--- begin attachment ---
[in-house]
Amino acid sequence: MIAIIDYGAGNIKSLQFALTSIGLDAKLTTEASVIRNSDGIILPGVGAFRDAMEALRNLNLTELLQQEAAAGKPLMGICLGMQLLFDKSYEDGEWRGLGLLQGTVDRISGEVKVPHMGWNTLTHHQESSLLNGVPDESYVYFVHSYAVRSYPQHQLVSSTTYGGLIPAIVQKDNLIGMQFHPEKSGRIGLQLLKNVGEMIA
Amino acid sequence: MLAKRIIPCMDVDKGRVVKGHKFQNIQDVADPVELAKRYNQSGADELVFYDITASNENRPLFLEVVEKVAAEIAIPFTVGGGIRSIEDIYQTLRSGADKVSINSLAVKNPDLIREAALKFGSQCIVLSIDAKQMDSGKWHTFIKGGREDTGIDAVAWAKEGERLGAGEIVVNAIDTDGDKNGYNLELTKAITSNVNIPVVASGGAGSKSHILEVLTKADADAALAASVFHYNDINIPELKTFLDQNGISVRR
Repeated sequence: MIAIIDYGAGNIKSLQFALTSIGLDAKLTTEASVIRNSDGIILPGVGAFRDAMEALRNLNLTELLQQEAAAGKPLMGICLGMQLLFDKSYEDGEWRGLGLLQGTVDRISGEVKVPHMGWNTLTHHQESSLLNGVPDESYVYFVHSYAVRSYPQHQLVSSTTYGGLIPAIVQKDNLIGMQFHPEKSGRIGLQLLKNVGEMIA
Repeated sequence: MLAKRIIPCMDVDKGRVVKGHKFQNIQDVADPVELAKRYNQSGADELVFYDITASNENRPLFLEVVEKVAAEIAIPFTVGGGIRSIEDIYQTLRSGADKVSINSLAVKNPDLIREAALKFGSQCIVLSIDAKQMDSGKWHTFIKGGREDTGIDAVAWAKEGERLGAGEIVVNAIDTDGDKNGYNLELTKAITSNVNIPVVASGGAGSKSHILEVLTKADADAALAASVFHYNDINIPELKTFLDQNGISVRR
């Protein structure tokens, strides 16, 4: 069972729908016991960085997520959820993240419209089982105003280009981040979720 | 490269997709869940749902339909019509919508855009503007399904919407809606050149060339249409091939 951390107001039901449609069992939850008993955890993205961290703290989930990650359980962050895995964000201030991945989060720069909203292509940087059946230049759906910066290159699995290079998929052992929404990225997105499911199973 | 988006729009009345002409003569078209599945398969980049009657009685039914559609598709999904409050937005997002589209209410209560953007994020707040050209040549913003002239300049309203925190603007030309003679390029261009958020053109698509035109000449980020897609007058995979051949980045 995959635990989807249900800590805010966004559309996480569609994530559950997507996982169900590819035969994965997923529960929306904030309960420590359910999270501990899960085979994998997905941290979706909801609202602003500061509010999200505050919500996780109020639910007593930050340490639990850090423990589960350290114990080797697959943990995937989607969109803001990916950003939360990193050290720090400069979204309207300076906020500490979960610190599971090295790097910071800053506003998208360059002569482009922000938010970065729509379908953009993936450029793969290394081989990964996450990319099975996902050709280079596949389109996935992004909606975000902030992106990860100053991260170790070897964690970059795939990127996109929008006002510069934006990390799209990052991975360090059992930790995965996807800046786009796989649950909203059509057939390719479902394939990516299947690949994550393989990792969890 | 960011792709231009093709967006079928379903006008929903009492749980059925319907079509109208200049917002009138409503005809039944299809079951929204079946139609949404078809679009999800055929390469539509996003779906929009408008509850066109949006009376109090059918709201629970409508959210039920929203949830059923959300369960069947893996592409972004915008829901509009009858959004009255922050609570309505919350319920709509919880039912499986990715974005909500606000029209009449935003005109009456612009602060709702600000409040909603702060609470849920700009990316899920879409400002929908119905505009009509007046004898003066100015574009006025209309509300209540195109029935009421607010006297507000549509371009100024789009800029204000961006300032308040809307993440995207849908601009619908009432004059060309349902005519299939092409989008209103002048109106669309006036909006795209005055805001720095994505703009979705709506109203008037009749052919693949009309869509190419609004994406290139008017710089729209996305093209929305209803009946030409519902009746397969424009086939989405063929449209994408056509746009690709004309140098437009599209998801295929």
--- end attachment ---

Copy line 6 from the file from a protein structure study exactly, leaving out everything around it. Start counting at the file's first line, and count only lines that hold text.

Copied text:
């Protein structure tokens, strides 16, 4: 069972729908016991960085997520959820993240419209089982105003280009981040979720 | 490269997709869940749902339909019509919508855009503007399904919407809606050149060339249409091939 951390107001039901449609069992939850008993955890993205961290703290989930990650359980962050895995964000201030991945989060720069909203292509940087059946230049759906910066290159699995290079998929052992929404990225997105499911199973 | 988006729009009345002409003569078209599945398969980049009657009685039914559609598709999904409050937005997002589209209410209560953007994020707040050209040549913003002239300049309203925190603007030309003679390029261009958020053109698509035109000449980020897609007058995979051949980045 995959635990989807249900800590805010966004559309996480569609994530559950997507996982169900590819035969994965997923529960929306904030309960420590359910999270501990899960085979994998997905941290979706909801609202602003500061509010999200505050919500996780109020639910007593930050340490639990850090423990589960350290114990080797697959943990995937989607969109803001990916950003939360990193050290720090400069979204309207300076906020500490979960610190599971090295790097910071800053506003998208360059002569482009922000938010970065729509379908953009993936450029793969290394081989990964996450990319099975996902050709280079596949389109996935992004909606975000902030992106990860100053991260170790070897964690970059795939990127996109929008006002510069934006990390799209990052991975360090059992930790995965996807800046786009796989649950909203059509057939390719479902394939990516299947690949994550393989990792969890 | 960011792709231009093709967006079928379903006008929903009492749980059925319907079509109208200049917002009138409503005809039944299809079951929204079946139609949404078809679009999800055929390469539509996003779906929009408008509850066109949006009376109090059918709201629970409508959210039920929203949830059923959300369960069947893996592409972004915008829901509009009858959004009255922050609570309505919350319920709509919880039912499986990715974005909500606000029209009449935003005109009456612009602060709702600000409040909603702060609470849920700009990316899920879409400002929908119905505009009509007046004898003066100015574009006025209309509300209540195109029935009421607010006297507000549509371009100024789009800029204000961006300032308040809307993440995207849908601009619908009432004059060309349902005519299939092409989008209103002048109106669309006036909006795209005055805001720095994505703009979705709506109203008037009749052919693949009309869509190419609004994406290139008017710089729209996305093209929305209803009946030409519902009746397969424009086939989405063929449209994408056509746009690709004309140098437009599209998801295929």